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Creating Time-Based Animation With Lingo

May 2, 2005
by Gary Rosenzweig

Director's score is a frame-based animation tool. The problem with that is frame-based animation is bad. It is bad because the speed of frame-based animation depends on the frame rate. So if your frame rate is 15 fps, the animation moves half the speed of a 30 fps frame rate.

No problem, you say? Just set the frame rate at 30 fps if that is what you want? Well, what happens then is you will get 30 fps, under optimum conditions. But what if Director has too much going on? What if the computer is old and slow? What if some other application is hogging the processor?

Then your frame rate can drop to under 30 fps and everything slows down.

So creating animation at a certain frame rate, and then assuming that the frame rate will always be achievable is a mistake.

With Lingo animation, the same holds true. Simply putting movement in every frame means that the speed of the movement is tied to the frame rate.

Here is a typical frame-based animation behavior. A ball bounces around a 200x200 stage. It assumes a go to the frame script is in the frame script. The ball moves one pixel horizontally and one pixel vertically each frame.

property pVel -- velocity in pixels per frame

on beginSprite me
  -- initial velocity
  pVel = point(1,1)

on enterFrame me
  -- move the ball
  sprite(me.spriteNum).loc = sprite(me.spriteNum).loc + pVel
  -- reflect off of the walls
  if (sprite(me.spriteNum).locH < 0) then pVel.locH = abs(pVel.locH)
  if (sprite(me.spriteNum).locV < 0) then pVel.locV = abs(pVel.locV)
  if (sprite(me.spriteNum).locH > 200) then pVel.locH = -abs(pVel.locH)
  if (sprite(me.spriteNum).locV > 200) then pVel.locV = -abs(pVel.locV)

You can download the examples for this article here.

Here is this movie in action. This file is framebased.dir. Open it up and play with the value in the tempo channel. It is set at 30 fps. Try 15 fps to see it slower. Try 120 fps to see it faster. Try 5 fps to see it very slow.

With time-based animation, the ball can move at the same speed no matter what the frame rate. Plus, time-based animation is not that much harder to program than frame-based animation.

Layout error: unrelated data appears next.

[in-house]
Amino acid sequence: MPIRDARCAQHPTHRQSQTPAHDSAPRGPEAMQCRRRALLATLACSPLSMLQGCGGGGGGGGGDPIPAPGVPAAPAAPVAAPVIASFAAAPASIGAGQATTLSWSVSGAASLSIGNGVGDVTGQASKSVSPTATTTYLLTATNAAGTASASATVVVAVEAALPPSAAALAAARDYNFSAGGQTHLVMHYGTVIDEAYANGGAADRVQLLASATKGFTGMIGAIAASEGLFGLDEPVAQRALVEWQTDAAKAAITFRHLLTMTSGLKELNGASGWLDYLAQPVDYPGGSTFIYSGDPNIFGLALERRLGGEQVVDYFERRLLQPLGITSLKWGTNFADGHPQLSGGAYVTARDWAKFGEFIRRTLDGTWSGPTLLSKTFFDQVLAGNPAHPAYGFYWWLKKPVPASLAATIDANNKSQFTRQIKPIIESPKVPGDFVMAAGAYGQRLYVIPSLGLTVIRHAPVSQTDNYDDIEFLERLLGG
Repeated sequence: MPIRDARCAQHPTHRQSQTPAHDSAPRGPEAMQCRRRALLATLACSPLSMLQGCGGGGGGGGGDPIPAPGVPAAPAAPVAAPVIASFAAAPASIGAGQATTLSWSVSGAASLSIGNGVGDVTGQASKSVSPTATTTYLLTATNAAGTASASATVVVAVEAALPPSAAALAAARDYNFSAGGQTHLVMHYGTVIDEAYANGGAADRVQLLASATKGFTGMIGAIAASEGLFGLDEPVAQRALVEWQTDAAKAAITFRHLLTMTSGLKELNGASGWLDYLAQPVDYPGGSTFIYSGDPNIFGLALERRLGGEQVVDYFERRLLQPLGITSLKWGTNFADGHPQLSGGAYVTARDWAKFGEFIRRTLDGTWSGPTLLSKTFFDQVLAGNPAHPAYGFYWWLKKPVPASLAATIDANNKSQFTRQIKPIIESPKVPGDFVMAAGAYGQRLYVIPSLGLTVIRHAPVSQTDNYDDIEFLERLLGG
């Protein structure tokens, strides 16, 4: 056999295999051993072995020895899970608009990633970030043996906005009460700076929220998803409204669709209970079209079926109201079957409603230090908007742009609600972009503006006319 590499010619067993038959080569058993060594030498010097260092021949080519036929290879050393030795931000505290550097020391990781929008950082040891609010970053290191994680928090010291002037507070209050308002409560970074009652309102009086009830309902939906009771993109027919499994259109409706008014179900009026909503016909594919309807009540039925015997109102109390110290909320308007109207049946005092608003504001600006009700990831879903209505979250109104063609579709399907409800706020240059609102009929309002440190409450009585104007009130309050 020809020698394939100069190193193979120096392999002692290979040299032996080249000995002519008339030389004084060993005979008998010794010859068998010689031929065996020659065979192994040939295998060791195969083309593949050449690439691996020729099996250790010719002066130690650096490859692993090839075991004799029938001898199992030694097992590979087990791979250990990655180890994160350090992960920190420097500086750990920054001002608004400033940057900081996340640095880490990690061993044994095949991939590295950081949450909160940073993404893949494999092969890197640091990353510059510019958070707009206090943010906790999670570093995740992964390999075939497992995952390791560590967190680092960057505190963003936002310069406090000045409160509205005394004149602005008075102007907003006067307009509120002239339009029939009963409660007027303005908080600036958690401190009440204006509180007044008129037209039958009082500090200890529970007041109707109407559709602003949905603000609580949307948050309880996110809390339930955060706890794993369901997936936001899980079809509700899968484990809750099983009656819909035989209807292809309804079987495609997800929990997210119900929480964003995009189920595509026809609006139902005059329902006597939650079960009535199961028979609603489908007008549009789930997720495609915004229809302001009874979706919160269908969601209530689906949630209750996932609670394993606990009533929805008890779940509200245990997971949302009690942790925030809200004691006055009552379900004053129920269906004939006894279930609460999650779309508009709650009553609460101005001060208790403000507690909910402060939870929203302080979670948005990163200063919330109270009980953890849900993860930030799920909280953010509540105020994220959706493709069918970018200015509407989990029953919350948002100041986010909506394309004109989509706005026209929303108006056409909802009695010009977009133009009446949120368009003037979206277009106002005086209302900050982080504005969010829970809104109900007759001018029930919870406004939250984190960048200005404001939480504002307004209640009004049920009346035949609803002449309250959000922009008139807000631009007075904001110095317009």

The first thing we need to do is to change the velocity to a distance-per-time amount rather than a distance-per-frame amount. The base unit of time in Director is a millisecond, or one one-thousandth of a second. So we will want the distance-per-millisecond value to be a floating-point value. A value as high as 1 would mean that the ball would move 1000 pixels per second!

The point construct in Lingo can handle floating-point values. However, the loc property of a sprite must use integer values. So we will store the speed and location in property variables, and then set the loc of the sprite to these values when we are done changing them. The property variables will keep the floating point numbers just fine, and when we set the loc property of the sprite, it will convert the floating point values to integers without a problem.

You can see this in the Message window with this experiment:

myLoc = point(5.4,3.9)
sprite(1).loc = myLoc
put sprite(1).loc
-- point(5, 4)
put myLoc
-- point(5.4000, 3.9000)

To get the initial value for the location of the sprite as a set of floating point numbers, we need to convert both the horizontal and vertical positions to floats and then place them in a point. Here is the start of the behavior.

property pVel -- velocity in pixels per millisecond
property pLoc -- location on the stage

on beginSprite me
  -- initial velocity
  pVel = point(.01,.01)
  -- initial location
  pLoc = point(float(sprite(me.spriteNum).locH), float(sprite(me.spriteNum).locV))

The values of .1 means that the sprite will move .1 pixels per millisecond horizontally and the same vertically. This translates to 100 pixels per second.

Each frame that passes means that the sprite will need to be moved a little bit. To calculate how much, we first need to determine how much time has passed since the last time the frame script ran.

For each frame that passes, we'll store the time in a property. We'll also set this property initially in the on beginSprite handler.

property pVel -- velocity in pixels per millisecond
property pLoc -- location on the stage